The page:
6. With a spatula, stir in the Raisinets, and then gently fold in the popcorn.
  7. Form dough into medium-sized mounds (about 2 TBS. each), and put nine of them staggered, on each baking sheet. Bake the cookies until golden brown, about 14 minutes, turning the pans halfway through. Transfer the cookies to a rack to cool. Repeat the step to bake the remaining dough. Serve.


Pumpkin Fluff

1 recipe Vanilla Whipped Cream (see recipe, below)

1(5 oz. pkg. vanilla pudding mix (or 1-8 oz. container of pre-made pudding, store bought or homemade)

1(15 oz.) can pureed pumpkin

1 tsp. pumpkin pie spice

In a large bowl, mix pudding mix, pumpkin, and pumpkin pie spice. Fold in vanilla whipped cream. Chill in fridge until ready to serve. Goes great with graham crackers or ginger snaps.

Vanilla whipped Cream

Found- From McCormick

1 cup heavy cream

¼ cup confectioners' sugar

1 tsp. vanilla extract

Beat all ingredients together in medium bowl with electric mixer on high speed until stiff peaks form.



Wednesday, November 7, 2012

Healthy Eating Update

Since the beginning of summer, I have been trying hard to eat foods that are considered "real". Of course, in the beginning, it was hard. I'm not where I hope to be with it, but I feel as though I'm better than I was when I started. I'm still learning as I go, I'm still trying, I still fail on occasion. I'm not perfect. The weight has NOT just magically "fell" off. I know I kept saying, "I'm not doing it for the weight!" but in the beginning, I really was doing it for the weight.
But, weight aside, I feel a difference. I can now explain better my reason of sluggishness. I know I feel better eating better. I didn't think I could ever say that. I always thought it was just cliché. But, it's true.
I read somewhere that our body reacts differently to overly processed food. I thought it was just health nuts trying to win converts saying that, but after eating not so great these past two weeks, I now know what they mean. I'll try not to get too gross in how I realized this, but one innocent example is my taste buds. I never realized how overly processed foods are…overly seasoned. It seems they are often too salty or too sweet. If I try and eat more than a small amount (because, hello, I'm fat! And I don't know diddly squat about portion control), I get a weird bump or two on my tongue. Anyone know what that's called? It always seems to be on the sides of my tongue. Anyways, I just call it salt or sugar overload. I never took notice to how much seasoning has to go into overly processed foods in order to make them taste reasonable, until I stopped eating them.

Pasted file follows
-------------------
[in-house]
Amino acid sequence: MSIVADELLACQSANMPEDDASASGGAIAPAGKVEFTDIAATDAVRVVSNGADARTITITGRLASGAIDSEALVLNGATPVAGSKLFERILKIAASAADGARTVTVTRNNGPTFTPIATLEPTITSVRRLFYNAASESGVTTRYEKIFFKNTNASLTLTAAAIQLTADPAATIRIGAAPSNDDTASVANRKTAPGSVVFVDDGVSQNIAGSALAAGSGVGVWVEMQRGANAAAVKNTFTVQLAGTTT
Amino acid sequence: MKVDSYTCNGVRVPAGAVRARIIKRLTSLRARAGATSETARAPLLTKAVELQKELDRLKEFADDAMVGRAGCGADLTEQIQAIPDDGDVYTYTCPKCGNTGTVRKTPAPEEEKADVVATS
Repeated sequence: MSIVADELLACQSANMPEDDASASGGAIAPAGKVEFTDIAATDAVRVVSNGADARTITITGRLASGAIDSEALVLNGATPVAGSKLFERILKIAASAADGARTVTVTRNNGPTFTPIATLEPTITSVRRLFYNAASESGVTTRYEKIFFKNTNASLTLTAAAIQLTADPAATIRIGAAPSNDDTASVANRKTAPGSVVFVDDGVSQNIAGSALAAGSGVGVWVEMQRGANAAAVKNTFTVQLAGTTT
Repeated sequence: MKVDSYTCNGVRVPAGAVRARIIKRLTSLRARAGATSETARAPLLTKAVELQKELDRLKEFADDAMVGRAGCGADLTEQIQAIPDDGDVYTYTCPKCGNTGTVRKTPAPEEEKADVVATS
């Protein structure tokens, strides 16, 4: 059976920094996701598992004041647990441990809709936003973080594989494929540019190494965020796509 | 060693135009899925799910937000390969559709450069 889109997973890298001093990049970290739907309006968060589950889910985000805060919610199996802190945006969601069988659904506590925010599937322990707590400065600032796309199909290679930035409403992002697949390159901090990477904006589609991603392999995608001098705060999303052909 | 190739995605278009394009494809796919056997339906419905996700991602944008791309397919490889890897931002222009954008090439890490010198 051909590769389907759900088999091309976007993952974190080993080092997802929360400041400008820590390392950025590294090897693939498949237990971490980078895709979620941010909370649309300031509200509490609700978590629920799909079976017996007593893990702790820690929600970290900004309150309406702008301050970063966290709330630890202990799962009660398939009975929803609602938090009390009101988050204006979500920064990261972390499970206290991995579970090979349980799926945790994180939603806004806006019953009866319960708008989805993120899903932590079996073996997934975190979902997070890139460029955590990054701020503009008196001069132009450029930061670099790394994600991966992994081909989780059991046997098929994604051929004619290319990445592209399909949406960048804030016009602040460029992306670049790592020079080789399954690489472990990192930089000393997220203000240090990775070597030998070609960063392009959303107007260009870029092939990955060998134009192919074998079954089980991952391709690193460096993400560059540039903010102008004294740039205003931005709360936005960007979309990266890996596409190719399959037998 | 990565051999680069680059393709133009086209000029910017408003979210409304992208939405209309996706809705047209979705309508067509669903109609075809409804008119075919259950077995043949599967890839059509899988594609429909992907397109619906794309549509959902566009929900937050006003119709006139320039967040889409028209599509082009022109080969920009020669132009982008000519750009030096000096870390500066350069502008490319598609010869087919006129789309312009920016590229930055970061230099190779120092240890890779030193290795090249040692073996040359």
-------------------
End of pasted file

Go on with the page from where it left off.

Another thing I noticed was how much more expensive it is to eat a largely overly processed food diet. A large amount of people are under the belief that it's healthy eating that's expensive, but that really has not been the case for us. By omitting most overly processed frozen, dried, and canned products I have seen a huge difference in our food budget. Well, that and planning our menu I believe have really helped us get from "oh, snap, how are we going to eat for the next week or two?!" to, "oh, snap, I have some extra money in the food budget left for the next week or two!" This leads me to my next point…
We have been eating less. The first month or two, we sort of pigged out because I felt like, "I FINALLY found something I can stick with! Something that says it's okay to eat butter, and bacon, and strawberries, and chocolate (though not in that order)! I'm eating really real foods, so I can live it up! YAHHOOOO!!!" But, now that we are past the fun and thrill of it, we are slowly getting to the point of it becoming a part of our everyday lives. Eating better foods eventually makes you want to slow down and savor it. There are some moments where we pig out, but they decreasing. I still probably eat faster than I should, but I don't eat seconds or thirds much anymore. I don't feel the need to "pile it on" my plate. I'm still trying to learn that free food doesn't mean I can and should be pigging out.
Which brings me to my dilemma…With the holidays coming up, we are often invited to functions involving food. I am always thankful for these events, because it means food that I don't have to cook and often times food to bring home that I don't have to cookJ. Not that I mind cooking, because I really enjoy it. But let's be honest- I'm not exactly sharing the responsibility of cooking with anyone here. As much as I enjoy it, it gets tiring after awhile. I won't pass down the chance for someone else to do the cooking. However, I'm already starting to feel a bit uncomfortable about functions because I have to ask questions of how/what it's made of. Do I suck it up, enjoy the food and keep the moments rare? Or, do I decline the offers? Bring my own food? Is there anyone who reads my blog and has had the same problem? What do you do when having to eat outside the home?